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2 Investigators: Debit-Card Holders Duped Into Giving Out PIN Numbers

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(CBS) – They call it “crackin’ cards” — as in, cracking into debit card accounts with a new scam that’s costing banks millions of dollars and leaving card owners who fall for it on the hook to pay back thousands of dollars.

2 Investigator Pam Zekman has learned that the con men plying this trade use social media to solicit business from all across the country.

The perpetrators of this scam are bold. They post rap songs on YouTube bragging about the amount of money they’ve stolen, they post pictures and solicitations on Craigslist, Instagram and Facebook saying they can make you thousands of dollars – fast.

All you have to do is give them your debit card and “PIN” number.

Typically, once they get your debit card and pin number, they deposit a fake check in your account, then use the debit card to quickly withdraw money before the banks catch up to the scheme.   

One woman who was scammed described the come-on: “He would put $4,500 into my account through the ATM. He wanted $2,000 out of the deal.”

She was told she would get all that was left. But, after he deposited a fake check for $2,800 in her account at Fifth Third Bank, the con man used her debit card to withdraw the money and disappear. Now, she’s in trouble with the bank.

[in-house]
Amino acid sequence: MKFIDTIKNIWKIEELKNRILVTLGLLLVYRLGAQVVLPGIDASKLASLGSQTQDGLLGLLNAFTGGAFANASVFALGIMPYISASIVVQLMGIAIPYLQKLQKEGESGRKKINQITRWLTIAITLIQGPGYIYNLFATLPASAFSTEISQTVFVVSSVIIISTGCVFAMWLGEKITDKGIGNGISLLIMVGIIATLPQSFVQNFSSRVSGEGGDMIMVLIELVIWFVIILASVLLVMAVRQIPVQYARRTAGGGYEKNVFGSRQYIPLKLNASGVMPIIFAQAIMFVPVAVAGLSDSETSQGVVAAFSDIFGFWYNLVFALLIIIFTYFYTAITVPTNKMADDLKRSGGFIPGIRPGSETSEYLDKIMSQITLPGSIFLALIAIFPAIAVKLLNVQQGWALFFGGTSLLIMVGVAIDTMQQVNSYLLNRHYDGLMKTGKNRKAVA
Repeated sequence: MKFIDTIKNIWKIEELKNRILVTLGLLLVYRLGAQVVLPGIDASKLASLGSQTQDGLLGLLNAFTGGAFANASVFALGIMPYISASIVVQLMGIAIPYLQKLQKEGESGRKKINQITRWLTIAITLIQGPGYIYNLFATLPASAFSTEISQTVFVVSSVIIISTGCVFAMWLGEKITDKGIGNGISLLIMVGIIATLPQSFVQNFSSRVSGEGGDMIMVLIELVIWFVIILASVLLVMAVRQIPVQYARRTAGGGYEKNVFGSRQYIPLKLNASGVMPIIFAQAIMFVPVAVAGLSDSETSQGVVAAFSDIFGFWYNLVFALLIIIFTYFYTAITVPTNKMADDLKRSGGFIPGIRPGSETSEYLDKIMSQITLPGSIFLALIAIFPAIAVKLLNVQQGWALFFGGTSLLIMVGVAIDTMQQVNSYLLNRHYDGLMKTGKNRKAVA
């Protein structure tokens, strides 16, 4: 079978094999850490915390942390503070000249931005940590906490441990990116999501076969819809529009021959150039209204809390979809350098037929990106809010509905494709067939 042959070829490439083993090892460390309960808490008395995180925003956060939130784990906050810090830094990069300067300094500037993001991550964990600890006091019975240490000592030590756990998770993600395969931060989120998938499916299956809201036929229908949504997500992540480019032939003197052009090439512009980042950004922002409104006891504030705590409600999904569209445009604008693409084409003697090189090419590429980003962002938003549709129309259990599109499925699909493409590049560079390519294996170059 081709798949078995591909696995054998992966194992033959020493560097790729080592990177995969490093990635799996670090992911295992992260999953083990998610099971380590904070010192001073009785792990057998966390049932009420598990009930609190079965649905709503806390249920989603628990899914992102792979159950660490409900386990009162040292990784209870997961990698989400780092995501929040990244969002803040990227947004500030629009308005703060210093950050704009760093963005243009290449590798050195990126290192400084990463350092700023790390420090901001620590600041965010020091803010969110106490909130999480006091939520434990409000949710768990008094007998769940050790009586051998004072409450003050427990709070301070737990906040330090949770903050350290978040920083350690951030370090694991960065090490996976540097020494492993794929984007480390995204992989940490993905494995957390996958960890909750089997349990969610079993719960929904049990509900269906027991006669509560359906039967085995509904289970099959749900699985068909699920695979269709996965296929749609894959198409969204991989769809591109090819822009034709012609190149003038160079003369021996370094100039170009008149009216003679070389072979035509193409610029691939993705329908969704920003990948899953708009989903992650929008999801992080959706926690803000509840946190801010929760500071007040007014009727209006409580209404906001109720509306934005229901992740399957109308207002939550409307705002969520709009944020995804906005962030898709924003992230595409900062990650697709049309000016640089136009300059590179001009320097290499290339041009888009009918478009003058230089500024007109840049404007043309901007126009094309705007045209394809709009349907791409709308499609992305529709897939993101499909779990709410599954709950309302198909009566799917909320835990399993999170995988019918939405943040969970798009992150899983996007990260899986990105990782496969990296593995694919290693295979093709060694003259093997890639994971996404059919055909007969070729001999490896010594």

“I owe the bank the money that was withdrawn from my account,”  says the victim, who asked that her name not be used.

U.S. Postal Inspectors are investigating.

“The scheme is huge. There’s been thousands of people that have provided their ATM and debit cards, and financial institutions have lost millions of dollars,” says Vic Demtschenko, assistant inspector in charge of the Chicago regional office.

College students are frequent targets, prompting the police chief at Northern Illinois University to send a warning letter to students that if they knowingly participate it is bank fraud.

“The students are actually being victimized and coerced into committing crimes with them, without even realizing they’re doing it,” Thomas Phillips says.

So, why are the hustlers targeting college age people?

“They have to pay tuition, buy books and other expenses associated with going to school, so they’re prime targets in need of money,” he says.

The victim who talked with CBS 2 can’t get a bank account, but she can still see images of the man who lured her into the scheme on Instagram, waving wads of cash that might very well include her money.

“They’re taking advantage of innocent people — people that they know that are in tough situations,” she says.

Fifth Third Bank says this is a fraud scheme that all banks are dealing with, and it continues to work on security programs to help customers navigate through scams like this.

Both bank and law enforcement officials say if someone offers you money to use your debit card and PIN number, don’t do it.

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